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Why You Should Care About Your Employees’ Financial Well-Being

by on Dec 10, 2020, 08:10 AM

Why You Should Care About Your Employees’ Financial Well-Being

When employers create benefits packages, they often think of healthcare, pensions and vacation days. While these things are essential, there’s one aspect of employee welfare that’s often overlooked — financial well-being. This is often missing from the conversation, but financial health is integral to overall health. Here’s why you should make your employees’ financial well-being a priority, for the sake of them and your organization.

What Is Financial Well-Being?

According to Gallup, there are five central aspects of overall well-being: career, social, physical, community and financial. When people feel secure in their personal finances, they also tend to be less stressed and healthier in general. They are better at problem-solving, adapting to change and generally doing their jobs. On the other hand, financial problems can cause undue stress and become a distraction.

According to a 2019 report by the Consumer Financial Protection Bureau, 18% of adults in the US scored low or very low on measures of financial well-being, indicating “frequent financial struggles and material hardship.” This figure varies significantly by state, but does point to a nationwide problem that employers can help alleviate.

Why Is Employee Financial Well-Being Important?

When employees are worried about their credit score, or any outstanding debt or unexpected expenses, their mental health can take a hit. This can lead to poor concentration and a lack of productivity, which can then impact your business. As an employer, you should always have your employees’ well-being at heart, so don’t overlook the financial side of their lives. Providing your team with the tools to support their financial well-being can make a big difference to both your company culture and their productivity output.

When Should You Run Financial Background Checks?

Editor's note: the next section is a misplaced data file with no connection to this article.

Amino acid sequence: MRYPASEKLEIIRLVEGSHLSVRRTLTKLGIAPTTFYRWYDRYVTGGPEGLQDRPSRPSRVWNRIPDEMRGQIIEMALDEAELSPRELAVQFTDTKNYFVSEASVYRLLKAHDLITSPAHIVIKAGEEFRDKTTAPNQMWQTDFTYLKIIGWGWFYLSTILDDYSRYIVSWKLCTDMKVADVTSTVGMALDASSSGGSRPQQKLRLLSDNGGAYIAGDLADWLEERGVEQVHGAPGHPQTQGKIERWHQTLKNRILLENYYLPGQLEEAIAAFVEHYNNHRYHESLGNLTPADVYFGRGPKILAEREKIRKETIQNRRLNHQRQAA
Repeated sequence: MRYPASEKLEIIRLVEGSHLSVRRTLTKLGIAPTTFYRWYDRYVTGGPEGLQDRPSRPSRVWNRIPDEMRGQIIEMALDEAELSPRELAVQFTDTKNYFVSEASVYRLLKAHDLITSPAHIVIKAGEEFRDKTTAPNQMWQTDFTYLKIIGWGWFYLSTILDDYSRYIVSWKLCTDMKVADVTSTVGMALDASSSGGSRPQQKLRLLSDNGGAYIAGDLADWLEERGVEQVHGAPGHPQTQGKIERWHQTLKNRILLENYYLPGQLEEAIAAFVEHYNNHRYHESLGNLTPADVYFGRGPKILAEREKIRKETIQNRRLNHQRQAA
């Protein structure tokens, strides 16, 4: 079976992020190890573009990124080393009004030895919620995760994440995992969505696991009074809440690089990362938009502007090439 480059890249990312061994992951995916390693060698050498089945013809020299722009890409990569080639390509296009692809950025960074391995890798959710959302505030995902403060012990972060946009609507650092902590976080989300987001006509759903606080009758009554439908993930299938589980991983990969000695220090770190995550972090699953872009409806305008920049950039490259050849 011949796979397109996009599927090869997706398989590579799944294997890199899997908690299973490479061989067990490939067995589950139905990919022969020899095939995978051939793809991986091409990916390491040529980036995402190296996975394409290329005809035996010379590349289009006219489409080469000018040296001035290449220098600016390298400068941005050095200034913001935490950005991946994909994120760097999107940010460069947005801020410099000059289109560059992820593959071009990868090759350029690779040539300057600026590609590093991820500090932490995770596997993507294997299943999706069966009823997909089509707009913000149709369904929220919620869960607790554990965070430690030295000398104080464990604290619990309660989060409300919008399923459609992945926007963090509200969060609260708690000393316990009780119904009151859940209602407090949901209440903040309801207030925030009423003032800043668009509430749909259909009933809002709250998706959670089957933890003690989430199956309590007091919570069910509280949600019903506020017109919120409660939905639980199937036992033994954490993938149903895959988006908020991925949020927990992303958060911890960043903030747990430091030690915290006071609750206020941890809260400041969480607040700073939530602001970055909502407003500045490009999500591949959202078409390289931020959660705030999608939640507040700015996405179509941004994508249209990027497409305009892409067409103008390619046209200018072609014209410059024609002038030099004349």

A financial background check, or consumer credit report, is a common pre-employment practice. This is especially important when hiring for roles directly related to handling finances, but can prove useful in other roles as well. Running a financial background check on potential employees could be a good idea to ensure the financial well-being of your workforce. If a candidate experiences issues with their credit, they may be stressed or distracted in the workplace and may not be able to carry out their duties. However, for an otherwise strong candidate or for a current employee, a financial background check could also provide insight into how you as an employer can support them with financial planning tools. 

How To Provide Better Financial Health Tools To Your Employees

Providing user-friendly financial health tools as part of your benefits package could make a world of difference to your business. ScoreMaster is a great option to take the guesswork out of financial matters, and to empower your employees to take charge of their finances. It helps them find work-life balance, and feel less stressed and happier with their job. 

Thanks to its easy-to-use, gamified interface, ScoreMaster will educate your employees on how to reach their best credit score. It will also help them better understand their spending impact and protect them against identity fraud. As part of the ScoreMaster employee plan, each employee and their family are covered for up to $1 million dollars in fraud insurance, which will afford them (and you) greater peace of mind. It’s fun, fast and simple to use, and it will help set your employees up for financial success.

Actively improving the financial well-being of your employees by including financial health tools in your benefits package will not only boost their morale, but also their productivity. Getting on top of our finances is an essential tenet of overall well-being and will benefit both employer and employee. 

References:

  1. https://www.gallup.com/workplace/267152/financial-wellbeing-pays-off.aspx 
  2. https://files.consumerfinance.gov/f/documents/201911_cfpb_fwb-state-report.pdf 
  3. https://www.moneyandmentalhealth.org/financial-wellbeing-at-work/ 
  4. https://www.shrm.org/resourcesandtools/tools-and-samples/toolkits/pages/conductingbackgroundinvestigations.aspx